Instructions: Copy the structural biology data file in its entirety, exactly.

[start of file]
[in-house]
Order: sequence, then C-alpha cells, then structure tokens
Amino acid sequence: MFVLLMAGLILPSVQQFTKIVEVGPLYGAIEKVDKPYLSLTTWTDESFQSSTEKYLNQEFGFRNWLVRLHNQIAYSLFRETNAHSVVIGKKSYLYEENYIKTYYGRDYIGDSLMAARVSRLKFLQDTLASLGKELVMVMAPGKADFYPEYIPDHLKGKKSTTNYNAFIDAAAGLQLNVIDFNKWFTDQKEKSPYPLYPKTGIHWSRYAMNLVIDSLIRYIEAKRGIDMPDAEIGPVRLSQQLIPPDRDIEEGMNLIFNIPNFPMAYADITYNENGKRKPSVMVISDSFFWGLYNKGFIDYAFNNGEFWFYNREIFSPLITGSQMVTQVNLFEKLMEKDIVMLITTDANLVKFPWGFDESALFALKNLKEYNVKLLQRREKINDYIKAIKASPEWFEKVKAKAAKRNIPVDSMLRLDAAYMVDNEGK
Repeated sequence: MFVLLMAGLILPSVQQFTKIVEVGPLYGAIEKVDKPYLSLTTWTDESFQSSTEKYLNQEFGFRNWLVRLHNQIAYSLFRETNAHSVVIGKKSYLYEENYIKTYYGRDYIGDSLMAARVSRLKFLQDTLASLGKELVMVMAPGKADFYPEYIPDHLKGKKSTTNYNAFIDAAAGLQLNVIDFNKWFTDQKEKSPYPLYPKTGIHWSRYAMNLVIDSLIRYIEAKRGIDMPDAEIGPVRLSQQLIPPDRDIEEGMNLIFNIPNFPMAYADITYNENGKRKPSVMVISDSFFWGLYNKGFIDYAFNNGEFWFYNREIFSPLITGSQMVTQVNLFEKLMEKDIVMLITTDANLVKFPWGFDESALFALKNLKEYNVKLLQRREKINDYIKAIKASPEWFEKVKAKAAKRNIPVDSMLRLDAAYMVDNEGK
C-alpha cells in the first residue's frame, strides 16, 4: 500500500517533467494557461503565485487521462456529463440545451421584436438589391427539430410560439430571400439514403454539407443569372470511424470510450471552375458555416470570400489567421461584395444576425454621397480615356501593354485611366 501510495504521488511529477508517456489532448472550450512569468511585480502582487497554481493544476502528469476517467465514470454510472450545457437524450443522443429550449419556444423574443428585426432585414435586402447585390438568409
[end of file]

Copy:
[in-house]
Order: sequence, then C-alpha cells, then structure tokens
Amino acid sequence: MFVLLMAGLILPSVQQFTKIVEVGPLYGAIEKVDKPYLSLTTWTDESFQSSTEKYLNQEFGFRNWLVRLHNQIAYSLFRETNAHSVVIGKKSYLYEENYIKTYYGRDYIGDSLMAARVSRLKFLQDTLASLGKELVMVMAPGKADFYPEYIPDHLKGKKSTTNYNAFIDAAAGLQLNVIDFNKWFTDQKEKSPYPLYPKTGIHWSRYAMNLVIDSLIRYIEAKRGIDMPDAEIGPVRLSQQLIPPDRDIEEGMNLIFNIPNFPMAYADITYNENGKRKPSVMVISDSFFWGLYNKGFIDYAFNNGEFWFYNREIFSPLITGSQMVTQVNLFEKLMEKDIVMLITTDANLVKFPWGFDESALFALKNLKEYNVKLLQRREKINDYIKAIKASPEWFEKVKAKAAKRNIPVDSMLRLDAAYMVDNEGK
Repeated sequence: MFVLLMAGLILPSVQQFTKIVEVGPLYGAIEKVDKPYLSLTTWTDESFQSSTEKYLNQEFGFRNWLVRLHNQIAYSLFRETNAHSVVIGKKSYLYEENYIKTYYGRDYIGDSLMAARVSRLKFLQDTLASLGKELVMVMAPGKADFYPEYIPDHLKGKKSTTNYNAFIDAAAGLQLNVIDFNKWFTDQKEKSPYPLYPKTGIHWSRYAMNLVIDSLIRYIEAKRGIDMPDAEIGPVRLSQQLIPPDRDIEEGMNLIFNIPNFPMAYADITYNENGKRKPSVMVISDSFFWGLYNKGFIDYAFNNGEFWFYNREIFSPLITGSQMVTQVNLFEKLMEKDIVMLITTDANLVKFPWGFDESALFALKNLKEYNVKLLQRREKINDYIKAIKASPEWFEKVKAKAAKRNIPVDSMLRLDAAYMVDNEGK
C-alpha cells in the first residue's frame, strides 16, 4: 500500500517533467494557461503565485487521462456529463440545451421584436438589391427539430410560439430571400439514403454539407443569372470511424470510450471552375458555416470570400489567421461584395444576425454621397480615356501593354485611366 501510495504521488511529477508517456489532448472550450512569468511585480502582487497554481493544476502528469476517467465514470454510472450545457437524450443522443429550449419556444423574443428585426432585414435586402447585390438568409